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Revise, Revise, Revise

posted Aug 24, 2012, 2:19 PM by David Burkhart   [ updated Aug 24, 2012, 2:19 PM ]
Many students and beginning authors fail to understand that a completed book or other type of writing requires revision before it can be published. There is no writing until revision. That's my firm belief after grading at least 900 essays a semester. 

Writing a first draft may be a rough draft, depending on the conscious effort the writer puts into his or her preparation to write. An essay that springs forth from writing any old thing that comes to mind, will require more revision than a text that has been thought through and organized from a list or an outline. Pre-writing helps a writer "see" what comes next, helping to keep content in order and making transitions between paragraphs easier.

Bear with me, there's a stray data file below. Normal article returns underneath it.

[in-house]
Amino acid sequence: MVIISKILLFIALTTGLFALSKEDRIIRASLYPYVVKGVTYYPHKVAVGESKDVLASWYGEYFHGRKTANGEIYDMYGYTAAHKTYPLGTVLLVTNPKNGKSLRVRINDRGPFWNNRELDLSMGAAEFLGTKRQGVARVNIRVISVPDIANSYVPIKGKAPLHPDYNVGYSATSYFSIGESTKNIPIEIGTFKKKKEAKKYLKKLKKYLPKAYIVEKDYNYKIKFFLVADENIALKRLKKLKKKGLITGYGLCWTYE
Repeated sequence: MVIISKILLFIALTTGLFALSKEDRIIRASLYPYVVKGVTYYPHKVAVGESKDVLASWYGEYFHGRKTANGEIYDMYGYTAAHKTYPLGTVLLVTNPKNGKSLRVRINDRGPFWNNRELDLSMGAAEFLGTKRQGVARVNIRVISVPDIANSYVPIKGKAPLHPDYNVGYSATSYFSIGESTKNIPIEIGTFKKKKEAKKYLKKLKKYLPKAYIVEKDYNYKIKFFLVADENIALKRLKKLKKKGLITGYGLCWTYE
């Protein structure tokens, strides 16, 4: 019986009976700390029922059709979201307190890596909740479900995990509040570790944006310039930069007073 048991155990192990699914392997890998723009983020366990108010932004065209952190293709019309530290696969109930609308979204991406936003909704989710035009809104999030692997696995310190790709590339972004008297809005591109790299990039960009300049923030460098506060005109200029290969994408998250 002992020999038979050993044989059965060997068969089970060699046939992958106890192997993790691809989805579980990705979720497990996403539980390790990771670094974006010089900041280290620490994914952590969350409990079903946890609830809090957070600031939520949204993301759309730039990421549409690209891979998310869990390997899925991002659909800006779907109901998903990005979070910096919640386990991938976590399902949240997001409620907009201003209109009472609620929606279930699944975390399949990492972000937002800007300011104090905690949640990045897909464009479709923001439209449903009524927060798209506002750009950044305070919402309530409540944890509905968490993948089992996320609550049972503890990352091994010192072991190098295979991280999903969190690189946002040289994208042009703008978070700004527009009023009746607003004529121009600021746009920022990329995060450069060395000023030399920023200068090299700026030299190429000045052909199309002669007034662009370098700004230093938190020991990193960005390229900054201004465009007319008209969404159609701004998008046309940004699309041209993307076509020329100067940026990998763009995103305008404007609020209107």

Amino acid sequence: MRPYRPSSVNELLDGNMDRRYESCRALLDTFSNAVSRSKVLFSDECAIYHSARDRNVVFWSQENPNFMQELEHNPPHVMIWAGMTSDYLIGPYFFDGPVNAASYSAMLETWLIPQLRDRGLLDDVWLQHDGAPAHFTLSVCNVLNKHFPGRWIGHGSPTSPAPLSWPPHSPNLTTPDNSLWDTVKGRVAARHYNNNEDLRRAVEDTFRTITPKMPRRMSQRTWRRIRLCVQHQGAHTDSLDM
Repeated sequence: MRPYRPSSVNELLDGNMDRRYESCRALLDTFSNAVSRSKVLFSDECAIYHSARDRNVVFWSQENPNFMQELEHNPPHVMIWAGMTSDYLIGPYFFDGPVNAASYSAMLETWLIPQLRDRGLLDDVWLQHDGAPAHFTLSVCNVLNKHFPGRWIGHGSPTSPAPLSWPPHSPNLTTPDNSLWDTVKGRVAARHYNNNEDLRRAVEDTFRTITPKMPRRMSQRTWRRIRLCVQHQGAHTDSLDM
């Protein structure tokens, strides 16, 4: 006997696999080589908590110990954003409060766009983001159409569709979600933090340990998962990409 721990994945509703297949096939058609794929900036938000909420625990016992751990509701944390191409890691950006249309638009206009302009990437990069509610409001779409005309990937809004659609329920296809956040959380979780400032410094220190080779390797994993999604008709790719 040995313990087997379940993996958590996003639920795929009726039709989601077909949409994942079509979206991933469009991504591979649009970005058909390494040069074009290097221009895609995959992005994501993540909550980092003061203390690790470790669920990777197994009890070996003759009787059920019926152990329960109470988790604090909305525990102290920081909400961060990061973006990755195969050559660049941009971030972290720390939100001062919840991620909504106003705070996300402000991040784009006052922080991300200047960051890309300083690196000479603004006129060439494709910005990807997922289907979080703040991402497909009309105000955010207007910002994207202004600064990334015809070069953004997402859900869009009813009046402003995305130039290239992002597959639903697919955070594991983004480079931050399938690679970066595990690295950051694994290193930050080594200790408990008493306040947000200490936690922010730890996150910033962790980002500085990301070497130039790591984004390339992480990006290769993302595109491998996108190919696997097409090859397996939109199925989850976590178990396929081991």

Students who fail to refer to writing handbooks and lack punctuation skills often confuse "style" with correct grammatical writing. They are prone to tell their instructor how they express themselves in an dependent manner regardless of their lack of clarity. Many students who have florid writing styles often get caught up in a swirl of colorful phrases neglecting to express valid points. They may add that others like their writing.

Without rambling further, it is fair to restate. Essays that receive "As" require multiple drafts or revisions. Style has nothing to do with typos, misspelling, and lack of understanding of punctuation and overuse of "to be."

Readable writing takes time. Too bad that many potentially good submissions fall short because the author refuses to reread and rewrite more than once. Some writers simply do not read their own work.
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